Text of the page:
Global HIV & AIDS statistics — 2020 fact sheet
full version UNAIDS_FactSheet_en
GLOBAL HIV STATISTICS
- 26 million [25.1 million–26.2 million] people were accessing antiretroviral therapy as of the end of June 2020.
- 38.0 million [31.6 million–44.5 million] people globally were living with HIV in 2019.
- 1.7 million [1.2 million–2.2 million] people became newly infected with HIV in 2019.
- 690 000 [500 000–970 000] people died from AIDS-related illnesses in 2019.
- 75.7 million [55.9 million–100 million] people have become infected with HIV since the start of the epidemic (end 2019).
- 32.7 million [24.8 million–42.2 million] people have died from AIDS-related illnesses since the start of the epidemic (end 2019).
People living with HIV
- In 2019, there were 38.0 million [31.6 million–44.5 million] people living with HIV.
- 36.2 million [30.2 million–42.5 million] adults.
- 1.8 million [1.3 million–2.2 million] children (0–14 years).
- 81% [68–95%] of all people living with HIV knew their HIV status.
- About 7.1 million people did not know that they were living with HIV.
People living with HIV accessing antiretroviral therapy
- As of the end of June 2020, 26.0 million [25.1 million–26.2 million] people were accessing antiretroviral therapy.
- In 2019, 25.4 million [24.5 million–25.6 million] people were accessing antiretroviral therapy, up from 6.4 million [5.9 million–6.4 million] in 2009.
- In 2019, 67% [54–79%] of all people living with HIV were accessing treatment.
- 68% [54–80%] of adults aged 15 years and older living with HIV had access to treatment, as did 53% [36–64%] of children aged 0–14 years.
- 73% [60-86%] of female adults aged 15 years and older had access to treatment; however, just 61% [48-74%] of male adults aged 15 years and older had access.
- 85% [63–100%] of pregnant women living with HIV had access to antiretroviral medicines to prevent transmission of HIV to their child in 2019.
New HIV infections
- New HIV infections have been reduced by 40% since the peak in 1998.
- In 2019, around 1.7 million [1.2 million–2.2 million] people were newly infected with HIV, compared to 2.8 million [2.0 million–3.7 million] people in 1998.
- Since 2010, new HIV infections have declined by 23%, from 2.1 million [1.6 million–2.9 million] to 1.7 million [1.2 million–2.2 million] in 2019.
- Since 2010, new HIV infections among children have declined by 52%, from 310 000 [200 000–500 000] in 2010 to 150 000 [94 000–240 000] in 2019.
- AIDS-related deaths have been reduced by 60% since the peak in 2004.
- In 2019, around 690 000 [500 000–970 000] people died from AIDS-related illnesses worldwide, compared to 1.7 million [1.2 million–2.4 million] people in 2004 and 1.1 million [830 000 –1.6 million] people in 2010.
- AIDS-related mortality has declined by 39% since 2010.
- Every week, around 5500 young women aged 15–24 years become infected with HIV.
- In sub-Saharan Africa, five in six new infections among adolescents aged 15–19 years are among girls. Young women aged 15–24 years are twice as likely to be living with HIV than men.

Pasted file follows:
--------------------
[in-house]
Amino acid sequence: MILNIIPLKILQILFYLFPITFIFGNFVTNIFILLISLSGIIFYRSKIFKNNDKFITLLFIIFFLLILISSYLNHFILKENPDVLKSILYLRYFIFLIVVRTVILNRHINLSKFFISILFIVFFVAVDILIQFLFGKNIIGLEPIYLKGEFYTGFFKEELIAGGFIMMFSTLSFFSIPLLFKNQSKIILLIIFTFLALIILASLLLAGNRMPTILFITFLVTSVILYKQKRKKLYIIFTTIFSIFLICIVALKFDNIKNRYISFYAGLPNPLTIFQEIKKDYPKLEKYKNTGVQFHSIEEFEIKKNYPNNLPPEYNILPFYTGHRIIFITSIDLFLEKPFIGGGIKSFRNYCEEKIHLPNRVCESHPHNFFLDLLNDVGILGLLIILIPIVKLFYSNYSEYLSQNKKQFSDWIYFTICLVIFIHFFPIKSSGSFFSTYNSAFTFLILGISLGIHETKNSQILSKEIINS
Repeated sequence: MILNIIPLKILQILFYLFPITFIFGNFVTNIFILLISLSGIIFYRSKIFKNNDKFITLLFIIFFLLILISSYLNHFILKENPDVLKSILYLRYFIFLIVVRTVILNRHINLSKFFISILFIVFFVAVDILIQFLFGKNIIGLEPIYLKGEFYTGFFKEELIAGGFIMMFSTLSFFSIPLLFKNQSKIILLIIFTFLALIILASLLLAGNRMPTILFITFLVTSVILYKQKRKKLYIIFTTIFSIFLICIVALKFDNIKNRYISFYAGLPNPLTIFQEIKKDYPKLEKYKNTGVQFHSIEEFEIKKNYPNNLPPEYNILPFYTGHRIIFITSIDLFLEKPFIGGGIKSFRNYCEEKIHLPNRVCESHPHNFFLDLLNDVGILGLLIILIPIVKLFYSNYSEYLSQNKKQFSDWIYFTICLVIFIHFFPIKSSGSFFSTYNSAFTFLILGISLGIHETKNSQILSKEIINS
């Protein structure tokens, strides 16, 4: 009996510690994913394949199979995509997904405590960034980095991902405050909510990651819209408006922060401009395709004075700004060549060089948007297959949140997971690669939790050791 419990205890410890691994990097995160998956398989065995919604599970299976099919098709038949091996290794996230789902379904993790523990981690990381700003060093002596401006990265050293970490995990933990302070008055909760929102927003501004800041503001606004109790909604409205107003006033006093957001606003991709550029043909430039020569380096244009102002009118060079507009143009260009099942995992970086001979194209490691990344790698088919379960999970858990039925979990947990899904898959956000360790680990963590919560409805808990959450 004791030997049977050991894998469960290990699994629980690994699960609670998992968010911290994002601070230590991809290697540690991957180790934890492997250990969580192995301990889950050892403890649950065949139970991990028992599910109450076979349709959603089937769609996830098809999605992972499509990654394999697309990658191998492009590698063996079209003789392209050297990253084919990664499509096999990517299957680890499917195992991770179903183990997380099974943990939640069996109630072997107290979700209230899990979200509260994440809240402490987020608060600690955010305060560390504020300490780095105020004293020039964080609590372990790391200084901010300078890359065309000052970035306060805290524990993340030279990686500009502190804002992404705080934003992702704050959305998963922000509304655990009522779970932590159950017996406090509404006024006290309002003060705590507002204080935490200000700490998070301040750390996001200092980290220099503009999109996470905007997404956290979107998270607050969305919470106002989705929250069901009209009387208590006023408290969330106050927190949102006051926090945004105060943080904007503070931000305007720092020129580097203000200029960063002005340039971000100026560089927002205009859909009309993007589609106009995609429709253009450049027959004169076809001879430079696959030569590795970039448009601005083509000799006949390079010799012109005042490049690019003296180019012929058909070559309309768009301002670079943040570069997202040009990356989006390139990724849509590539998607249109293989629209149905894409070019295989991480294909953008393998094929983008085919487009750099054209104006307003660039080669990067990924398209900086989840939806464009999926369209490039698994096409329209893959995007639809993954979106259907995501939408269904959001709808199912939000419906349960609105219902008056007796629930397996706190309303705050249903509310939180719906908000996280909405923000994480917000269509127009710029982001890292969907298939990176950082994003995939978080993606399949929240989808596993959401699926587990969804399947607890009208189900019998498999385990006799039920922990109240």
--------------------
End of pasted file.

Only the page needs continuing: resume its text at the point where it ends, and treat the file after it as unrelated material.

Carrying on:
- More than one third (35%) of women around the world have experienced physical and/or sexual violence by an intimate partner or sexual violence by a non-partner at some time in their lives.
- In some regions, women who have experienced physical or sexual intimate partner violence are 1.5 times more likely to acquire HIV than women who have not experienced such violence.
- Women and girls accounted for about 48% of all new HIV infections in 2019. In sub-Saharan Africa, women and girls accounted for 59% of all new HIV infections.
- In 2019, 81% [68–95%] of people living with HIV knew their HIV status.
- Among people who knew their status, 82% [66–97%] were accessing treatment.
- And among people accessing treatment, 88% [71–100%] were virally suppressed.
- Of all people living with HIV, 81% [68–95%] knew their status, 67% [54–79%] were accessing treatment and 59% [49–69%] were virally suppressed in 2019.
- Key populations and their sexual partners account for:
- 62% of new HIV infections globally.
- 99% of new HIV infections in eastern Europe and central Asia.
- 97% of new HIV infections in the Middle East and North Africa.
- 96% of new HIV infections in western and central Europe and North America.
- 98% of new HIV infections in Asia and the Pacific.
- 77% of new HIV infections in Latin America.
- 69% of new HIV infections in western and central Africa.
- 60% of new HIV infections in the Caribbean.
- 28% of new HIV infections in eastern and southern Africa.
- The risk of acquiring HIV is:
- 26 times higher among gay men and other men who have sex with men.
- 29 times higher among people who inject drugs.
- 30 times higher for sex workers.
- 13 times higher for transgender people.
- TB remains the leading cause of death among people living with HIV, accounting for around one in three AIDS-related deaths.
- In 2018, an estimated 10.0 million [9.0 million–11.1 million] people developed TB disease, approximately 9% of whom were living with HIV.
- People living with HIV with no TB symptoms need TB preventative therapy, which lessens the risk of developing TB and reduces TB/HIV death rates by around 40%.
- 1.8 million people living with HIV across 65 countries started preventive treatment for TB in 2018.
- It is estimated that 44% of people living with HIV and TB are unaware of their coinfection and are therefore not receiving care.